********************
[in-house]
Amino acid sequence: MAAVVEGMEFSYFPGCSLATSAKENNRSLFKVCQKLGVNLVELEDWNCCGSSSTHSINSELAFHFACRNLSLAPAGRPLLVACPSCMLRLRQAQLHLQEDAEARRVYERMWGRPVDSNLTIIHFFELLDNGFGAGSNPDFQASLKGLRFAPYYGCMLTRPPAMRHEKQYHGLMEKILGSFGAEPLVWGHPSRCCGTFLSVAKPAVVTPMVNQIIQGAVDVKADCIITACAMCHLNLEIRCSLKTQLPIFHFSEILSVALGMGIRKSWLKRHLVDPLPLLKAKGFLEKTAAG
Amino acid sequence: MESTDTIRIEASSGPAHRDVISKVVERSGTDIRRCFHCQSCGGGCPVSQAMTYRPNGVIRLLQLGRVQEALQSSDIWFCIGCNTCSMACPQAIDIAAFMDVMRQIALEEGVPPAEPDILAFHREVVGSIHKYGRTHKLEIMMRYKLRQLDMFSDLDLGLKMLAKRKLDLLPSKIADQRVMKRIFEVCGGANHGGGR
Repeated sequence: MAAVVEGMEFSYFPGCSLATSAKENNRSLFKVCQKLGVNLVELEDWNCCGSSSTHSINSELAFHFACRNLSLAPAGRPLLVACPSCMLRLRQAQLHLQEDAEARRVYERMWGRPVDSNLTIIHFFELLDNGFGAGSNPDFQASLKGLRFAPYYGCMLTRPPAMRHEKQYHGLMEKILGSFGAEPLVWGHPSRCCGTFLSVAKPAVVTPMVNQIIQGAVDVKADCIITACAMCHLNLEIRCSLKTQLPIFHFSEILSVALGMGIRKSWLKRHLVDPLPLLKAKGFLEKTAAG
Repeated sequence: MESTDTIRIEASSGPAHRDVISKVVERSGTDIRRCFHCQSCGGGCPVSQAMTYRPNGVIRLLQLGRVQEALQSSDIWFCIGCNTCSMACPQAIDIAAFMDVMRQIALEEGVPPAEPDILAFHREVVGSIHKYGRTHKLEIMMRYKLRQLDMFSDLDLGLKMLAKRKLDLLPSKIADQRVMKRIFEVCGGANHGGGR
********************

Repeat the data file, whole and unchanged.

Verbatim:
[in-house]
Amino acid sequence: MAAVVEGMEFSYFPGCSLATSAKENNRSLFKVCQKLGVNLVELEDWNCCGSSSTHSINSELAFHFACRNLSLAPAGRPLLVACPSCMLRLRQAQLHLQEDAEARRVYERMWGRPVDSNLTIIHFFELLDNGFGAGSNPDFQASLKGLRFAPYYGCMLTRPPAMRHEKQYHGLMEKILGSFGAEPLVWGHPSRCCGTFLSVAKPAVVTPMVNQIIQGAVDVKADCIITACAMCHLNLEIRCSLKTQLPIFHFSEILSVALGMGIRKSWLKRHLVDPLPLLKAKGFLEKTAAG
Amino acid sequence: MESTDTIRIEASSGPAHRDVISKVVERSGTDIRRCFHCQSCGGGCPVSQAMTYRPNGVIRLLQLGRVQEALQSSDIWFCIGCNTCSMACPQAIDIAAFMDVMRQIALEEGVPPAEPDILAFHREVVGSIHKYGRTHKLEIMMRYKLRQLDMFSDLDLGLKMLAKRKLDLLPSKIADQRVMKRIFEVCGGANHGGGR
Repeated sequence: MAAVVEGMEFSYFPGCSLATSAKENNRSLFKVCQKLGVNLVELEDWNCCGSSSTHSINSELAFHFACRNLSLAPAGRPLLVACPSCMLRLRQAQLHLQEDAEARRVYERMWGRPVDSNLTIIHFFELLDNGFGAGSNPDFQASLKGLRFAPYYGCMLTRPPAMRHEKQYHGLMEKILGSFGAEPLVWGHPSRCCGTFLSVAKPAVVTPMVNQIIQGAVDVKADCIITACAMCHLNLEIRCSLKTQLPIFHFSEILSVALGMGIRKSWLKRHLVDPLPLLKAKGFLEKTAAG
Repeated sequence: MESTDTIRIEASSGPAHRDVISKVVERSGTDIRRCFHCQSCGGGCPVSQAMTYRPNGVIRLLQLGRVQEALQSSDIWFCIGCNTCSMACPQAIDIAAFMDVMRQIALEEGVPPAEPDILAFHREVVGSIHKYGRTHKLEIMMRYKLRQLDMFSDLDLGLKMLAKRKLDLLPSKIADQRVMKRIFEVCGGANHGGGR